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I received an email yesterday containing quotes from Pema Chodron.  Her analysis of many peoples’ life experience is  profound and helpful.

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I have enormous admiration for Archbishop Rowan Williams. He is the thoughtful, insightful, and profoundly spiritual, if frequently embattled, Archbishop of Canterbury. But today I wish I had the opportunity to ask the Archbishop of Canterbury a question that unsettles me.

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I can only imagine that a flattering movie review from writer and spiritual entrepreneur Deepak Chopra comes as manna from heaven for a major contender in the competition for the Oscars. But, I hope Terrence Malick does not read Chopra’s recent take on his film “The Tree of Life”.

http://www.huffingtonpost.com/deepak-chopra/a-review-of-the-tree-of-l_b_1240536.html?ref=religion

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The following is an aside on the nature of the documents we are dealing with when we read the New Testament Gospels. I apologize for the length. But it is a discussion in which the Gospel of John compels us to engage.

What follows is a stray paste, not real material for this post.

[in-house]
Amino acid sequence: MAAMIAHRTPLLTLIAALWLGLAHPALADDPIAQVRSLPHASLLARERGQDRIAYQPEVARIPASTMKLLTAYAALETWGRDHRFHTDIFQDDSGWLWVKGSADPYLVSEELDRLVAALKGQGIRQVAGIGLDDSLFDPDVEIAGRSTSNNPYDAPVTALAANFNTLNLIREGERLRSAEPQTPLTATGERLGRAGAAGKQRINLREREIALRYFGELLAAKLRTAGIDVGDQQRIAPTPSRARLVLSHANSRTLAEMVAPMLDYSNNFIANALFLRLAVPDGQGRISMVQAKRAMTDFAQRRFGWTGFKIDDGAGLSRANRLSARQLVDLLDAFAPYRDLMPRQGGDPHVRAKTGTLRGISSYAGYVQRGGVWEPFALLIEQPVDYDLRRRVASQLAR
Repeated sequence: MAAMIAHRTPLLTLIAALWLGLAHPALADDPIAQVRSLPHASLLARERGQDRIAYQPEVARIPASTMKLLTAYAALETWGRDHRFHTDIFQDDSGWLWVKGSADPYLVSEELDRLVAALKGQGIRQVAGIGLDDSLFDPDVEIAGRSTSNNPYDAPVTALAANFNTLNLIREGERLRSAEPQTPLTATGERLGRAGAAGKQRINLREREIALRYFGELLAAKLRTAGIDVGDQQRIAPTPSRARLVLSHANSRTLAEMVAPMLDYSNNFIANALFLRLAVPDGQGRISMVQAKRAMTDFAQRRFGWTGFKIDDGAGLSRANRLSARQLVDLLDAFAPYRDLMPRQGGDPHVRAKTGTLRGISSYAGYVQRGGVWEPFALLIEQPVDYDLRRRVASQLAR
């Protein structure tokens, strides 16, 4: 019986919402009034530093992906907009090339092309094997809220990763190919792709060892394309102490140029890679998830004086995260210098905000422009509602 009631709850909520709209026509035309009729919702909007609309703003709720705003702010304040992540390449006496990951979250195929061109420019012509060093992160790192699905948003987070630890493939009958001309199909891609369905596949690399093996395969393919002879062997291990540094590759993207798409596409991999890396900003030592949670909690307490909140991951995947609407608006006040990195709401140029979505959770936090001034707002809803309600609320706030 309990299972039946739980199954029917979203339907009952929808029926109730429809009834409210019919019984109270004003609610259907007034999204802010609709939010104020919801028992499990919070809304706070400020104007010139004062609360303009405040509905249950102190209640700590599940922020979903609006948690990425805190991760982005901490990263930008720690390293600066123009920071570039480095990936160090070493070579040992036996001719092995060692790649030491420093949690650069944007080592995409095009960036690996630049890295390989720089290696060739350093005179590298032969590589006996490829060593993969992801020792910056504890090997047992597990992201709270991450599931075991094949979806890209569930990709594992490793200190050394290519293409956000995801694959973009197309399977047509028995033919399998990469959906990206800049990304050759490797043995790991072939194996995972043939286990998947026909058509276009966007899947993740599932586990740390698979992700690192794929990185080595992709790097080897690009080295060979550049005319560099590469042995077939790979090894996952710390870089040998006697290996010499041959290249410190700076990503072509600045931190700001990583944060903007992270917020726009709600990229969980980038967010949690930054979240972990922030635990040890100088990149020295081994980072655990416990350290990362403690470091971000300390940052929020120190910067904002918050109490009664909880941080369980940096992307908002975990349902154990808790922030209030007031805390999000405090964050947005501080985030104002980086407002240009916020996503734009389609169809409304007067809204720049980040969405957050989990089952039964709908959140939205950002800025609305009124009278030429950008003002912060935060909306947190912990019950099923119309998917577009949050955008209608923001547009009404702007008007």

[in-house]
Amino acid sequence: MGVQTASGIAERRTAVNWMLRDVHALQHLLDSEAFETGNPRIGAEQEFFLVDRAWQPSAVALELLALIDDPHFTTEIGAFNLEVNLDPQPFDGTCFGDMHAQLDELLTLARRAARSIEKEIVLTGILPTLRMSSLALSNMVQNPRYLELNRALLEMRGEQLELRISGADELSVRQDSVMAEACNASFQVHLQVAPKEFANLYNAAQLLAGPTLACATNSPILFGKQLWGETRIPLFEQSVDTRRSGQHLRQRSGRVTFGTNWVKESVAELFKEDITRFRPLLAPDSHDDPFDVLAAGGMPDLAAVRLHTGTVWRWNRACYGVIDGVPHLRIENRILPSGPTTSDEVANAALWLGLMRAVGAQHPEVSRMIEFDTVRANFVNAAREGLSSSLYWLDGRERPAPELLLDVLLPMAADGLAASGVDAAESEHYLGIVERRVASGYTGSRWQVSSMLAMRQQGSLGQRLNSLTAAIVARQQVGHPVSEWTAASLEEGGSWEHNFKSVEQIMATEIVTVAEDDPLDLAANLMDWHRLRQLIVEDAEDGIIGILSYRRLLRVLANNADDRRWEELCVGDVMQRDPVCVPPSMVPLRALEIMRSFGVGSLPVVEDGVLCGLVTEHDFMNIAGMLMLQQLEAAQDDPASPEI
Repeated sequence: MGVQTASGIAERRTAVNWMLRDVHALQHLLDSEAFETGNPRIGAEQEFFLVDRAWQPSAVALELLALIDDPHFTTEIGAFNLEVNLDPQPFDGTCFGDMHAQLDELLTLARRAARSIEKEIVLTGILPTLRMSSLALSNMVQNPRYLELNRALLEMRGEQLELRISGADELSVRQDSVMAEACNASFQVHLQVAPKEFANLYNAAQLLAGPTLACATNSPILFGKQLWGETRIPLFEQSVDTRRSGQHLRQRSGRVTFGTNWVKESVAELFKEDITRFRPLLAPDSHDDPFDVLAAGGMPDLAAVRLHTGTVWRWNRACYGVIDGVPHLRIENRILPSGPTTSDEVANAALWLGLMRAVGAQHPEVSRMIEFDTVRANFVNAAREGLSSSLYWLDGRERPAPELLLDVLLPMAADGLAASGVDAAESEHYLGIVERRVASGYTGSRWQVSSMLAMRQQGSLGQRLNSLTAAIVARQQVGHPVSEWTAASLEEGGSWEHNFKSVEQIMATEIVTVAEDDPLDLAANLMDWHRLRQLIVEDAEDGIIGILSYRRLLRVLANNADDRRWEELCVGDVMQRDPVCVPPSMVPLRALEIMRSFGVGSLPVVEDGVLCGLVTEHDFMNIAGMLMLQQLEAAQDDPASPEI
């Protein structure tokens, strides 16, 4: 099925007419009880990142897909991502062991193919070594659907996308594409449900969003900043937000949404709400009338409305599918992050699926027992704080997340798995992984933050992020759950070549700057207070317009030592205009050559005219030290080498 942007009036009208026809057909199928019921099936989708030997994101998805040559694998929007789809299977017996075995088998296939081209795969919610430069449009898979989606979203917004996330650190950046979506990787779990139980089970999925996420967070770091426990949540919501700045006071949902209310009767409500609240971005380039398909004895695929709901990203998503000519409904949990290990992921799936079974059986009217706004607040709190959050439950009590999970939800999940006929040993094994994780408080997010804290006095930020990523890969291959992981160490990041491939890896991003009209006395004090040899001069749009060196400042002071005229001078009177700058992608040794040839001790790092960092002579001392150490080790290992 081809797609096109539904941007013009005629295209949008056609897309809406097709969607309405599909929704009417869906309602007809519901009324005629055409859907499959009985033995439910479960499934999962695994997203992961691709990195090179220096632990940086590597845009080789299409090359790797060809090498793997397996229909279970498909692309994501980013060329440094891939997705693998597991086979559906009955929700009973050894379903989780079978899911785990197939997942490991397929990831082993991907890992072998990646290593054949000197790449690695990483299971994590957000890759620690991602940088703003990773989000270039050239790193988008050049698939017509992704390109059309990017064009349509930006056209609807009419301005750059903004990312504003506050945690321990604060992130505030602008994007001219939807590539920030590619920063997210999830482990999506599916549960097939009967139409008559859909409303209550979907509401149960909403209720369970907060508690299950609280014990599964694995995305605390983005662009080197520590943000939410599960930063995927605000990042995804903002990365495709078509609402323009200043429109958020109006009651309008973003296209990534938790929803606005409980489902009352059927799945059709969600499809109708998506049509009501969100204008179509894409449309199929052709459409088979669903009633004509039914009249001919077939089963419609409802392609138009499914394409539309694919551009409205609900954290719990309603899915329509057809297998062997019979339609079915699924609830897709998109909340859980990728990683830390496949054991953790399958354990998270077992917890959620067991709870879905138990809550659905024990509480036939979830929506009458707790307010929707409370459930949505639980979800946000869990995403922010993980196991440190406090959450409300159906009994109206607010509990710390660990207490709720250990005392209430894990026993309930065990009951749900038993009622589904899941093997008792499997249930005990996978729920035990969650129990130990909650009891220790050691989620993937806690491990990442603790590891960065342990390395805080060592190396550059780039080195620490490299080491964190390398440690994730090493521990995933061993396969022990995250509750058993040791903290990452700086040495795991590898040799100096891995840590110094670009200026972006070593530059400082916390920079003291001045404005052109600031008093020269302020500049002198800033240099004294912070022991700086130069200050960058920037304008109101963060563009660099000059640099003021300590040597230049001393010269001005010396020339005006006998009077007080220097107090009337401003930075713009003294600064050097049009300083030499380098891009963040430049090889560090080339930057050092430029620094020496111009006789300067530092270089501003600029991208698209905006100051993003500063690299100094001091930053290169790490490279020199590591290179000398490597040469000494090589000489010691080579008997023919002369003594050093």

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I first heard the words on the telephone. The surgeon said, “It turns out we are looking at a different pathology than we at first expected.”

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My eyes open. To my utter consternation, I am no longer lying on my back on a narrow hard operating table, struggling to force my eyes to stay focused on the ceiling tiles that are growing increasingly fuzzy.

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It is early in the afternoon. I am visiting a parishioner in the hospital.

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It is tempting when one has never been the victim of vicious violence or terrible injustice, to fall prey to the romantic notion that suffering inevitably ennobles the soul. It is not always so.

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The healed invalid in John 5:1-18 reminds me of Jonah. Jonah, was miraculously delivered by God, but he was not transformed. At the end of the book Jonah remained as vengeful, resentful, and xenophobic as he was at the beginning of the story.

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An excellent homily was preached at the opening Eucharist of our Diocesan Clergy Day this morning.

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